walking to the field at my father's house trying to go
get my kids, and I just collapsed. And whenever I woke up,
they were stuffing ice cream in my mouth and trying to get
sugar in me. I had bitten my tongue really bad.”
(Id., Tr. 54, PAGEID #: 92). Plaintiff explained
that when he experienced the seizures he would often bite his
tongue and “wake up with a severe headache, and [not be
able to] remember what's happened at all.”
(Id., Tr. 54-55, PAGEID #: 92-93).
also testified that he first experienced neuropathy connected
to his diabetes in 2011, with “just a little bit of
numbness in [his] hands and feet.” (Id., Tr.
55, PAGEID #: 93). Plaintiff explained that it kept getting
worse and it “got to the point where it felt like
someone was tying ropes around my limbs, and just pulling
them tight until I just couldn't feel my hands and feet
anymore.” (Id.). Plaintiff experienced this
pain every day and was unable to take the typical medicine
prescribed to treat the pain because of his low blood sugar.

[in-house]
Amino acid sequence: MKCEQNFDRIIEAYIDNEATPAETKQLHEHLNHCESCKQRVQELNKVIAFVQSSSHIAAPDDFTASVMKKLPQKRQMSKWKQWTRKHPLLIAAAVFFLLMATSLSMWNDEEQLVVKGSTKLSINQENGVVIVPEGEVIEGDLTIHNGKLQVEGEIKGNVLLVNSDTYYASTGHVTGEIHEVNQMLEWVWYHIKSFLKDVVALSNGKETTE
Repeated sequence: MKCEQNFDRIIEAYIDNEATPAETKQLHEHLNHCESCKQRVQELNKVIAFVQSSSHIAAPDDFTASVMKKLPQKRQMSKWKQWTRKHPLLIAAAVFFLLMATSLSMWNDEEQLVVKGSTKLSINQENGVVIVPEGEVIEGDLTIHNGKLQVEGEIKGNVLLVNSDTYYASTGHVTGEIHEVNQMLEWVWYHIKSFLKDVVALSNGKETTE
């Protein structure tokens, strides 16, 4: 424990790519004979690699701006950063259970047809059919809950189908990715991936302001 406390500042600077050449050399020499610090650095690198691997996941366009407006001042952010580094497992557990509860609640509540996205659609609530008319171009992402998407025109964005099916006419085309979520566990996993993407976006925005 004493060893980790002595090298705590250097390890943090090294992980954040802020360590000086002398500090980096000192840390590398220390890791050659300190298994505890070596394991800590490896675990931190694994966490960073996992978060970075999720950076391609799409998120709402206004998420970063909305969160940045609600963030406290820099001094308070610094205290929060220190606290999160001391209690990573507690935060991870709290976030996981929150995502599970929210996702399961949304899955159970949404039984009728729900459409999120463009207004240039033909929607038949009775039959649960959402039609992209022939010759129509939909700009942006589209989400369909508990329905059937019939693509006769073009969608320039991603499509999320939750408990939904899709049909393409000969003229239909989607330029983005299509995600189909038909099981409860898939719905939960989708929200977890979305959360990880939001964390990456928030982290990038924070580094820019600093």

(Id., Tr. 55-56, PAGEID #: 93-94). Instead,
Plaintiff was prescribed Lyrica, but it gave him severe
heartburn, indigestion, and he experienced no relief.
(Id., Tr. 56, PAGEID #: 94). Unable to get relief,
Plaintiff turned to methadone:
I went to Dr. Bales [sic]. He had gave me the nerve pain
relief medicine that didn't work. I couldn't get help
anywhere. I ended up going to a methadone clinic in
Huntington. And I went there for quite some time, and then
got addicted to the methadone...Dr. Bales [sic] didn't
like the fact that I was taking it, so they suggested that I
get off of that. So that's when I, I went to a doctor to
get off the methadone treatment.
testified that following carpal tunnel surgery in 2013, his
neuropathy in his hands improved although he was still
experiencing neuropathy in his feet. (Id., Tr. 57,
PAGEID #: 95). He stated that it felt “like somebody
had untied whatever was around my wrist. I mean it did help
for awhile.” (Id.). However, Plaintiff stated
that his hands started to bother him again and he developed
trigger finger in several fingers. (Id., Tr. 58,
PAGEID #: 96). More ...